COVID-19 Legal Resources

Many legal questions related to social work practice have arisen during the COVID-19 pandemic. These legal resources are intended to provide guidance and information to social workers as they work to support the people and communities they serve during these challenging times.

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Nothing reported here should be used as a substitute for the advice of competent counsel licensed in your jurisdiction.

COVID-19: Legal Considerations for Social Workers Resuming In-Person Services

As governments begin the process of reopening, many social workers are considering when and how to resume their own in-person service to clients. Common questions are addressed in this article from a legal perspective, along with an informed consent form, to provide general guidance to social workers. 

Social Workers' Disclosure Responsibilities During the Pandemic

Cases have recently arisen where clinical social workers have been asked to disclose the names of their clients to public health officials, to assist in tracing exposure to the novel coronavirus. The social worker’s responsibility in this instance includes aspects of the HIPAA Privacy Rule, NASW’s Code of Ethics, and local laws including licensure rules, health care confidentiality, and public health regulations. This article discusses how these national rules are likely to apply.

Telemental Health

Telemental health is the practice of delivering clinical health care services via technology assisted media or other electronic means between a practitioner and a client who are located in two different locations. Treatment is considered to take place where the client is. With telemental health, social workers must make sure they are practicing legally and ethically; following state licensure regulations; and adhering to state and federal practice guidelines and payer contract agreements. These resources provide information relevant to social workers about telemental health.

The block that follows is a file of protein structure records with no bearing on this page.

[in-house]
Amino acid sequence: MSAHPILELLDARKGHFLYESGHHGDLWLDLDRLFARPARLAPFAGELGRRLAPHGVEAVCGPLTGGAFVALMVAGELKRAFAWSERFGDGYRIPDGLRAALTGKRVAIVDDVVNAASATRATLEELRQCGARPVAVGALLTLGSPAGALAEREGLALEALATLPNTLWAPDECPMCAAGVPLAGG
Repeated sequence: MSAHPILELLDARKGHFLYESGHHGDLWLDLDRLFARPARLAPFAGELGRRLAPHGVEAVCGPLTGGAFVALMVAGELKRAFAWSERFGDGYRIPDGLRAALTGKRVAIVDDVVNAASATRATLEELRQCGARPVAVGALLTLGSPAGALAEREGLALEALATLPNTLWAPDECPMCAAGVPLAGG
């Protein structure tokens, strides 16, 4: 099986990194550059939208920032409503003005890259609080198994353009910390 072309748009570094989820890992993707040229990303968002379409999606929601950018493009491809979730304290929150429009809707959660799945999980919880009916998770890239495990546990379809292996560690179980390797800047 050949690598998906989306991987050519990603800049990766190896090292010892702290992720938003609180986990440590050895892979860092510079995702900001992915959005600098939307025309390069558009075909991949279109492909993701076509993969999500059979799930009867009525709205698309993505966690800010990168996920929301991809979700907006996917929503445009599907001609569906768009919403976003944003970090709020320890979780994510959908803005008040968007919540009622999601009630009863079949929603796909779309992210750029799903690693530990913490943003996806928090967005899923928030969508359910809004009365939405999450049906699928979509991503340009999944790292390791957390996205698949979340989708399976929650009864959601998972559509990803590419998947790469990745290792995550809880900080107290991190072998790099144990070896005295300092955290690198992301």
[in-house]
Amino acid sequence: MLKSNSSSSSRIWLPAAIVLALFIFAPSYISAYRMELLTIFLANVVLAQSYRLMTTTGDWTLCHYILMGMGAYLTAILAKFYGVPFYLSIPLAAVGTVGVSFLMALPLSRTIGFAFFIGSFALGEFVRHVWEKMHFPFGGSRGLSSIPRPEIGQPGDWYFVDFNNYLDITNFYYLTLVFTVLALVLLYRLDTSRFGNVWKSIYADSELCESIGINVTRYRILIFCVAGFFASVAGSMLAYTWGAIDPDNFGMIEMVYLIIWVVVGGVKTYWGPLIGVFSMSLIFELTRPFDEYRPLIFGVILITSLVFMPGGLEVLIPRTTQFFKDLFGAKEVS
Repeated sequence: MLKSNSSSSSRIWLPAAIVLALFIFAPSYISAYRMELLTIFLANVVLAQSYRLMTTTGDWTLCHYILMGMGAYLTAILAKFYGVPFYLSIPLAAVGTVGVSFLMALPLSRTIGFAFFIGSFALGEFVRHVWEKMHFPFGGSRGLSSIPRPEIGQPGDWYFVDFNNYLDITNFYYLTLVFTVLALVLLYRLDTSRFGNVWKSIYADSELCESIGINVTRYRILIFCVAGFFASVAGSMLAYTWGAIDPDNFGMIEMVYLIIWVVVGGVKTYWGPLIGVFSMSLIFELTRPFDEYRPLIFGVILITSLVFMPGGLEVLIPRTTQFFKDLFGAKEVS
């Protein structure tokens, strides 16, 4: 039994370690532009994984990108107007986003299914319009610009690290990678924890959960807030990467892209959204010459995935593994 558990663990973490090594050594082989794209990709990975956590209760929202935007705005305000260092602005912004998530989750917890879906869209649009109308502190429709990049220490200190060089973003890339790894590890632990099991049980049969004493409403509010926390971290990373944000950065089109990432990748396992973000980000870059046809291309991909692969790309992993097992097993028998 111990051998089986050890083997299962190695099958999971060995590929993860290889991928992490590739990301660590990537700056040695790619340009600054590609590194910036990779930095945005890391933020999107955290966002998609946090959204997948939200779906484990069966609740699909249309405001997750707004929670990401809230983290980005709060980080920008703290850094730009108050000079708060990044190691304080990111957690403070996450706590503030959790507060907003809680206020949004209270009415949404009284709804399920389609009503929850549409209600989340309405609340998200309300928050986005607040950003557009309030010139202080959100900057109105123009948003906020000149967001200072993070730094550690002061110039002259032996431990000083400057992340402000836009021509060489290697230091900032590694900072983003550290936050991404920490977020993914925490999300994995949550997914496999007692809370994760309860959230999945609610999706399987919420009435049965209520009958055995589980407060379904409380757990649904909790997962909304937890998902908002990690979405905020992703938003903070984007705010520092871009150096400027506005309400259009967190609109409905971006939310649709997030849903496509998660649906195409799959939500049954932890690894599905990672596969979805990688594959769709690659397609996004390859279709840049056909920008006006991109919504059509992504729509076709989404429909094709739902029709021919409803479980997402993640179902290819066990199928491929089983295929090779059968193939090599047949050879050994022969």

Workers' Rights During COVID-19

Learn about key federal workplace laws protecting social workers during the current pandemic. Many of these laws have a state-law corollary, and certain areas, such as workers’ compensation and unemployment coverage, are primarily governed by state rather than federal law.

Prepared at the request of NASW and its Ohio Chapter by Jonathan Wentz, Esq. and Sarah Ingles, Esq., attorneys at the law firm of Barkan Meizlish, LLP.


The information in this website is provided as a service to members of the National Association of Social Workers and the social work community for educational and information purposes only and  does not constitute legal advice . We provide timely information, but we make no claims, promises or guarantees about the accuracy, completeness, or adequacy of the information contained in or linked to this website and its associated sites. Its transmission is not intended to and does not create a lawyer-client relationship between NASW, LDF, or the author(s), and you. You should not act based solely on the information provided in this website. Laws and court interpretations change frequently, and applicable state laws might not be addressed. Legal advice must be tailored to specific facts and circumstances. Nothing reported here should be used as a substitute for the advice of competent counsel licensed in your jurisdiction.

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Coronavirus (COVID-19)

Social workers can help curb the spread of the disease and reduce people's anxiety.

Get more coronavirus resources

COVID-19 and Immigrant Workers

AFL-CIO provides a summary of where things stand for immigrant workers with the federal COVID-19 response, and identifies priority issues to address in ongoing state and federal negotiations.

Read the AFL-CIO fact sheet